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Blockchain Platform MedsLOCK Set to Have Impact on Tracking COVID-19 

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Better Trace The Trajectory Of The Pandemic

Governments and private firms are scrambling to test the public and identify, localize, and trace COVID-19 cases in their countries. Blockchain can help.

Real-time tracking of cases has widely been cited as the pivotal factor necessary to re-open economies as it would allow active cases to be isolated from the rest of the population. However, governments around the world continue to grapple with precisely how to approach the problem with a standardized model. 

In the US, Johns Hopkins University (JHU) and the CDC provide tracking metrics, but they lack granular details. They also don’t account for the supply chain modeling of medical supplies, potential blood donors, or the efforts of non-profits clambering to help. A more efficient and transparent allocation of information is necessary amid all of the current uncertainty. 

In particular, all of that information would be better served if it was funneled into a single interface. That’s precisely where blockchain platforms are striving to make an impact, and it’s quickly grabbing the attention of some governments. 

A Unified Monitoring & Communication Application 

Combining multiple sets of data into a single interface would enable governments to better trace the trajectory of the pandemic and make swift decisions about resuming economic activity. 

However, there remain some notable hurdles regarding how such vast surveillance systems would be implemented. In particular, many people are concerned about the potential privacy abuses of the joint Apple and Google tracing program.

“Privacy is a key issue during this pandemic, and as such, blockchain platforms ensure that information is shared without compromising privacy,” detailed Muhammad Salman Anjum, Managing Director of Avantas Tech, in a recent interview. “After data collection is the important task of data analytics, we are just ensuring we are adding trust to the data flow.”

The Avantas Tech team believes they have found a meaningful compromise by leveraging Maxonrow’s KYC and the privacy-enabled blockchain network. 

MedsLOCK is a communication and real-time monitoring platform built on top of the Maxonrow blockchain. Designed by UAE-based Avantas Tech, the platform is designed to coalesce all of the pertinent aspects of real-time pandemic monitoring such as medical supply chain data, patient metrics, lockdown zone updates, blood donor info, and more into a single interface. 

The initial version (1.0) of the platform incorporated the management of critical medical data like the JHU application alongside trusted information from authorities on the pandemic’s development. However, the Avantas Tech team has rapidly iterated the initial release to include synchronized supply chain data and coordinated welfare activities (e.g., donations) into the second release. Now on its third release, MedsLOCK embedded authorized certificate releases for governments about their official COVID-19 status — a significant step forward.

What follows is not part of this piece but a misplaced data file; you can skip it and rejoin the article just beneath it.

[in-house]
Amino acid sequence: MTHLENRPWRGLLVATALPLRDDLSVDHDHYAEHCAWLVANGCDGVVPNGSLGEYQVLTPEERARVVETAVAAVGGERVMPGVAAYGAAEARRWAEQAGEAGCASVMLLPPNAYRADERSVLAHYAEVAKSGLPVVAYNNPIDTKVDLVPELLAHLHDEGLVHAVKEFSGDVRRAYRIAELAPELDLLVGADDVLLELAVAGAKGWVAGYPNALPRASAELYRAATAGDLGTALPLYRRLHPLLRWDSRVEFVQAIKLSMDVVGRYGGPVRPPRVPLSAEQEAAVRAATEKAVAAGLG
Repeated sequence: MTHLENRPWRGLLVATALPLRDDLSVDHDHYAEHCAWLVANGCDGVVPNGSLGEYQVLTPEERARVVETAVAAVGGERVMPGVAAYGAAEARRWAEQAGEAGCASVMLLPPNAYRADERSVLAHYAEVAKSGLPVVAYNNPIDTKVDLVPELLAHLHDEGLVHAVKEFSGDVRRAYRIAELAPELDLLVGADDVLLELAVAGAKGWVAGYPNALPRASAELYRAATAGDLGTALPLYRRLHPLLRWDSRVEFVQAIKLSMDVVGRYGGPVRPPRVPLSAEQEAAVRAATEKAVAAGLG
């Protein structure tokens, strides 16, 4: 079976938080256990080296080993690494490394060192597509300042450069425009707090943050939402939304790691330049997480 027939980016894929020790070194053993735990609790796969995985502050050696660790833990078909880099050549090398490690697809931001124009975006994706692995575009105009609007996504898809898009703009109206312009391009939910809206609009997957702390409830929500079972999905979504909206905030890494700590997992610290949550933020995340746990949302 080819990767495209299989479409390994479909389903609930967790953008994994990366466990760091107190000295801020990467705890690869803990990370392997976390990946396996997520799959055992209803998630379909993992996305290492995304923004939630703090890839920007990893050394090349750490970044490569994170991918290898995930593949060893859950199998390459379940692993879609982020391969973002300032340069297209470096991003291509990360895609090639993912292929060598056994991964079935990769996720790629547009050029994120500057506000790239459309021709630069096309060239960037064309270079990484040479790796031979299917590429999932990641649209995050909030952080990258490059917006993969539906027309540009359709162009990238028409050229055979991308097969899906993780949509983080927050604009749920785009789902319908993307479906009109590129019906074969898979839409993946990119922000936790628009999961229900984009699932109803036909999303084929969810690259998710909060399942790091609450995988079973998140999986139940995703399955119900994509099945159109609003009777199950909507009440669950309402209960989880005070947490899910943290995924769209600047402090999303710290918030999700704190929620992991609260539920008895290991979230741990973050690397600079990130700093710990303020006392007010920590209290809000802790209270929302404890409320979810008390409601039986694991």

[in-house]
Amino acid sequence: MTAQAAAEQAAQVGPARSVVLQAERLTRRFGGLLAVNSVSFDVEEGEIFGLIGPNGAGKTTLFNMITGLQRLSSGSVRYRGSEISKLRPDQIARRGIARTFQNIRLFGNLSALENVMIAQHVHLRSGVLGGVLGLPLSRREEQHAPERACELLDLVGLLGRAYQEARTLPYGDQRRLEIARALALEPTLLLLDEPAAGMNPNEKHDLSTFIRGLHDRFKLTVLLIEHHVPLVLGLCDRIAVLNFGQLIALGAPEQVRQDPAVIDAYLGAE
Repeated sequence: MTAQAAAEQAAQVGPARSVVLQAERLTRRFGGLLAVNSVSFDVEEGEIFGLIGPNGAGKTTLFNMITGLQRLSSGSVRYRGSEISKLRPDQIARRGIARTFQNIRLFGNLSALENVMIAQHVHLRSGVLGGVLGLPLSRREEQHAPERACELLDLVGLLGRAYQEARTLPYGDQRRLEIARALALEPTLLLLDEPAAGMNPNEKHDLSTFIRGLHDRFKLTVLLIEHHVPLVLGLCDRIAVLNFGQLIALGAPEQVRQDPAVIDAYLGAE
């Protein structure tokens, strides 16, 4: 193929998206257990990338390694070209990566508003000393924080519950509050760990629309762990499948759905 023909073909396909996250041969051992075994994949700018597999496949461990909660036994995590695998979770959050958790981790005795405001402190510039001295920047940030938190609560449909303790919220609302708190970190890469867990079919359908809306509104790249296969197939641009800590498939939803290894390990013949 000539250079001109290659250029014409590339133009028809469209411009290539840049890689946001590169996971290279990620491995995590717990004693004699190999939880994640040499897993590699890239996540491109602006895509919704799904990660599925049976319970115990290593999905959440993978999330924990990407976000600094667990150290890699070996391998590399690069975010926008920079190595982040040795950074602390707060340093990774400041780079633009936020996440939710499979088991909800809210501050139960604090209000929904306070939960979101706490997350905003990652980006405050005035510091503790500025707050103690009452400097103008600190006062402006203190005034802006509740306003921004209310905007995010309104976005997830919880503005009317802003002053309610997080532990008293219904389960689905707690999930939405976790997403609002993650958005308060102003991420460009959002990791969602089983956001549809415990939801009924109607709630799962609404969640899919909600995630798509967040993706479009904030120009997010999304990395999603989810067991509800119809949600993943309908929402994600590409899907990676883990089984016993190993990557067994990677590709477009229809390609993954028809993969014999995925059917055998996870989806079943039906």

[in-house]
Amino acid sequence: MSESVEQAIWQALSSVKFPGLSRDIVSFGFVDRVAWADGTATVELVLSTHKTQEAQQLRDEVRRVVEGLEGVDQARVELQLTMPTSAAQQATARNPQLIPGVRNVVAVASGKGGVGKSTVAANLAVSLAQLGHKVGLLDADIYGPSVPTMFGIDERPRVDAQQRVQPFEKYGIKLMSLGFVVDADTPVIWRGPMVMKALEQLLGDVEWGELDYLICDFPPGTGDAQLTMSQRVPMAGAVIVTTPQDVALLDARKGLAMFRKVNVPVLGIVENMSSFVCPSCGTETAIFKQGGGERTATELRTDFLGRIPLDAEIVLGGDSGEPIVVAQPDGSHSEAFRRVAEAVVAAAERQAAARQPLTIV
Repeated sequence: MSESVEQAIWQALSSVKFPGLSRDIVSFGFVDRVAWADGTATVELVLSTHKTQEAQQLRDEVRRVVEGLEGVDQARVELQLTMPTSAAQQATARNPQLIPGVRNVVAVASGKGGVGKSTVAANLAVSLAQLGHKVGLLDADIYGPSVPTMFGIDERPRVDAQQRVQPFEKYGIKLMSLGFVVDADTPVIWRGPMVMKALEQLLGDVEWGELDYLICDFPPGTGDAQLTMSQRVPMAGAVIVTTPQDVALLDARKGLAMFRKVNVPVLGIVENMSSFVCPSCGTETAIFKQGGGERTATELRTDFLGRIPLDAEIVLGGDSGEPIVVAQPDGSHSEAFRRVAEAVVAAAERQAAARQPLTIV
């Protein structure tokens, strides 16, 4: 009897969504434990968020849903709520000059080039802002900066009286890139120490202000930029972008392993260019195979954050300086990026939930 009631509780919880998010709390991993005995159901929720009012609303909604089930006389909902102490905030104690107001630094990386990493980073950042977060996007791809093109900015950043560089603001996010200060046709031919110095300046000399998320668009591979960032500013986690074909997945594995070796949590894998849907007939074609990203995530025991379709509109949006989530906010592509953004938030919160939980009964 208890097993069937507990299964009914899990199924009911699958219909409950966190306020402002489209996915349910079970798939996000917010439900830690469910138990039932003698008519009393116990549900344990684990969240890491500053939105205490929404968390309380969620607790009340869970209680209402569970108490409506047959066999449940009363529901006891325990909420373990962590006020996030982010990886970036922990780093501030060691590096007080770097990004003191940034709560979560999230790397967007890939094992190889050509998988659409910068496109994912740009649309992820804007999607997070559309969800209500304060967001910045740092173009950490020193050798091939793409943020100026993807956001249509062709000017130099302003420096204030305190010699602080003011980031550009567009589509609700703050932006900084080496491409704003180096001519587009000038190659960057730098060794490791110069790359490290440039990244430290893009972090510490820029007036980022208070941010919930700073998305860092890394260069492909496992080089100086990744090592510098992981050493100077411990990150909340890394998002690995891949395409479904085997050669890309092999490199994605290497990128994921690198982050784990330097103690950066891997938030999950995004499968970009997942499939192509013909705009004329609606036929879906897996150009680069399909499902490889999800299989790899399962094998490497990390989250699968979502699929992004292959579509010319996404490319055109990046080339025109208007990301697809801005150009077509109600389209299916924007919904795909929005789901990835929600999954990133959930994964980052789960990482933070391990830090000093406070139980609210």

For example, one of the ideas floated among governments right now for re-opening economies is to delineate between people with antibodies to COVID-19, including patients that have recovered, and active cases, which will remain isolated. Green zones and red zones for resuming economic activity could then ensue based on the real-time data provided by integrated platforms like MedsLOCK. 

MedsLOCK’s current version enables people with COVID-19 antibodies or recovered patients to upload government-issued e-certificates to its dashboard, which not only incorporates the data into its model but verifies the authenticity of the document — all without exposing personal information. Moving forward, identifying people with immune defenses to COVID-19 will likely become paramount as international travel resumes and countries test visitors at their borders. 

“Authorities are getting impressed during the demo sessions with the features of MedsLOCK, and its ability to easily integrate with legacy systems with low cost,” continued Anjum in the interview. “In addition, they liked the aspect that we are offering MedsLOCK based on OPEX model where they pay as they use.”

Avantas Tech is reportedly already working with the Saudi government and the International Civil Aviation Association on integrating its technology into its COVID-19 pandemic response strategies. 

Rolling Developments of COVID-19 Require Efficient Data Sharing  

Although the peak of COVID-19 may have been seen in countries like Italy and China, the pandemic is expected to have a rolling impact on other regions of the world. For example, India and Pakistan are both going through the early-mid stages of their quarantine phases, and countries in South America, such as Brazil, are trying to get ahead of the curve. 

Persistent monitoring of the spread of the disease from disparate regulatory areas will become necessary as the rolling impact of the virus continues. In that context, the shared and transparent nature of an underlying (and regulated) blockchain like Maxonrow can play a significant role. 

Blockchains are excellent mediums for sharing and verifying broader subsets of data from independent sources — a task that conventional databases struggle with. Feeding trusted information from various global governments into a shared and regulated network within Maxonrow presents a compelling opportunity to provide a more transparent look into how the disease is progressing. Many data sets remain incompatible, and it’s challenging to convert medical supply chain data into the same system as metrics tracking patient immune statuses.